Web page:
« NoLa, Weather, Drooling Reporters and a QOD | Main | caption, please »

Covering the coverage [updated - again]

There are hundreds of people blogging the hurricane right now. I think I'm going to blog the coverage. The STUPID coverage.

We'll start with this:


And the accompanying quote:

"We need to recognize we may be about to experience our equivalent of the Asian tsunami, in terms of the damage and the numbers of people that can be killed," said Ivor van Heerden, director of the Louisiana State University Public Health Research Center in Baton Rouge.

I'm going to collect alarmist, overhyped, shock-value news items and quotes. Send them along.

I'm not saying this won't or can't be devasting to the city, but why, oh why, does there have to be this comparison? Was the tsunami their earthquake? Was the SF earthquake their great flood? Come on. Soon enough there will be catchy coverage names: Hurricane Hell! Storm of the Century!

It also occurs to me that the people in Asia had no warning. New Orleans had days to prepare. Or was that enough? NZ Bear blogs about negligent homicide.

And I just heard that the Superdome roof is 1/4 gone and the stadium is leaking?

Update: a quotable quote, from CNN (via Brendan Loy):

"Everyone is just kind of looking up in awe, that this is supposed to be the safest place in New Orleans, and now the Superdome is giving way to this Superstorm."

Citizen Journalist braves the elements!

Update: Please see the comments for more disturbing coverage. And welcome AOL readers! Welcome MSNBC readers, too. Hit the main page, there's more hurricane coverage and a cheesecake picture of Jessica Simpson, and a scary picture of grown men wearing eyeliner and fondling a statue!


Atlantis? Ya think? Will the future generations of this world be left wondering if New Orleans ever existed?

Update: Right now on CNN:

Life-threatening flooding next fear

So..New Orleans does NOT disappear, is NOT the next Atlatnis, the Superdome does NOT collapse upon 10,000 people, there are NOT thousands of deaths nor corpses floating by on streams of raw sewage, but hang on New Orleans, the media will get their catastrophe yet!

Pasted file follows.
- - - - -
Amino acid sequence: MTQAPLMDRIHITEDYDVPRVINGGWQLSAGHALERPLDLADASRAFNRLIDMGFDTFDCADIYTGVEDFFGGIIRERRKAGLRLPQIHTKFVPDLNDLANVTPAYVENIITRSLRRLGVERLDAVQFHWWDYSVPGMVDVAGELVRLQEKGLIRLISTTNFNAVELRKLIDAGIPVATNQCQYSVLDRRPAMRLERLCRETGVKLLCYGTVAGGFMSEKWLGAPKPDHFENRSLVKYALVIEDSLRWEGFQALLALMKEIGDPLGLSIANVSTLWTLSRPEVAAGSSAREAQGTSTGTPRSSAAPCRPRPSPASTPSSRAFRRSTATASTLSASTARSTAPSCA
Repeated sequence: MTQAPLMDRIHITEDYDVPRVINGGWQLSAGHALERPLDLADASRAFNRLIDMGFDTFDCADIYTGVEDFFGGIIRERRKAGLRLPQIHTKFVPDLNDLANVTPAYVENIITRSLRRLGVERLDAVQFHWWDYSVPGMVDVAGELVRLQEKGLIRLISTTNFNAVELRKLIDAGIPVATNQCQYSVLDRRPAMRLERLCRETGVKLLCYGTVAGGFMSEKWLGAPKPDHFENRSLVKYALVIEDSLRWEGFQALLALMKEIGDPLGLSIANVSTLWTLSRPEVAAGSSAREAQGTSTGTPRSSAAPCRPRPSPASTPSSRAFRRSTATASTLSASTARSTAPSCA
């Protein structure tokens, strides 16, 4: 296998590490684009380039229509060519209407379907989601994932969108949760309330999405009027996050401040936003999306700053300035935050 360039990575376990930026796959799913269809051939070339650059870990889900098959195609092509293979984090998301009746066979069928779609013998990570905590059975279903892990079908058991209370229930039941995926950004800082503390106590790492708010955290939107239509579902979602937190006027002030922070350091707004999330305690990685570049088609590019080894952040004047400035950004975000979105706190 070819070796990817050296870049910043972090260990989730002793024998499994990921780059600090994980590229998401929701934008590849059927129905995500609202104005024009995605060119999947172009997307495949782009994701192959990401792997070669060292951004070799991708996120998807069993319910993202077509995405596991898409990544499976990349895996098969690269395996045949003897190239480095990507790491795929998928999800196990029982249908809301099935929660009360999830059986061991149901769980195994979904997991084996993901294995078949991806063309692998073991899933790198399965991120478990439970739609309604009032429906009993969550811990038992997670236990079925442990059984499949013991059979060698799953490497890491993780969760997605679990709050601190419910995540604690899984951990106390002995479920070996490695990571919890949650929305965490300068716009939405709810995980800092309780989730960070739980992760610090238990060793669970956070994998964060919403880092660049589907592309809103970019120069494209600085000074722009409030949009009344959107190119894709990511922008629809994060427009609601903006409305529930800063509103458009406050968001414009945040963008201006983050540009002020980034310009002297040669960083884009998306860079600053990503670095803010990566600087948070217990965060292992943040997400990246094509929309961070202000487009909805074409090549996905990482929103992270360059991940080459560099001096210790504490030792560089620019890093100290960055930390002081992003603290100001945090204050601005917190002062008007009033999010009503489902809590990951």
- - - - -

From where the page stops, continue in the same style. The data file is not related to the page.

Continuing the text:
Breaking news: New Orleans is below sea level. Betcha didn't know that.

The last sentence from this story:

Tina and Bryan Steven of Forest Lake, Minn., sat glumly on the sidewalk outside their hotel.

"We're choosing the best of two evils," said Bryan Steven. "It's either be stuck in the hotel or stuck on the road. ... We'll make it through it."

His wife, wearing a Bourbon Street T-shirt with a lewd message, interjected: "I just don't want to die in this shirt."

Brendan Loy's site indicates a 12-foot section has peeled away and that they're moving people out from under it, but that rain and wind are now pouring into the stadium.

He also quotes a reporter (Brian Williams?) as saying, to keep on topic with your post, that "now the Superdome is giving way to this Superstorm."

I imagine him following that up with a very low-note, vocalized "Dum dum dum!"

Picture of the damaged Superdome.

I got your stupid coverage.

Gotta love the Fox News reporter about an hour ago standing pretty much directly in front of the eye, saying he's going to face the rain coming at him because "it doesn't hurt so much", then turning his head sharply to watch some hard debris fly by as he points and says "Wow did you see that!?"

Quickly followed by "I'm coming in. It's really stupid to be out here now".

Re: Superdome. Brian Williams is in there, reporting by phone. Is that a good sign for him? I can't really picture NBC putting Brokaw up in a dangerous, human waste infested dome to cover a hurricane, but maybe that's just me.

The Good News is that New Orlean's WDSU's website shows:

'New Orleans - 80deg - Light Rain'

9:05 local time

The stupid coverage that is bugging me is the regular people interviews...they were interviewing people on their way into the Superdome, where they've been told to BRING FOOD & WATER for themselves, and came across a woman w/a purse and Diet Coke. That is all. When the reporter asked her why that was all she brought, she said she was sure someone would be providing food, and she wasn't worried.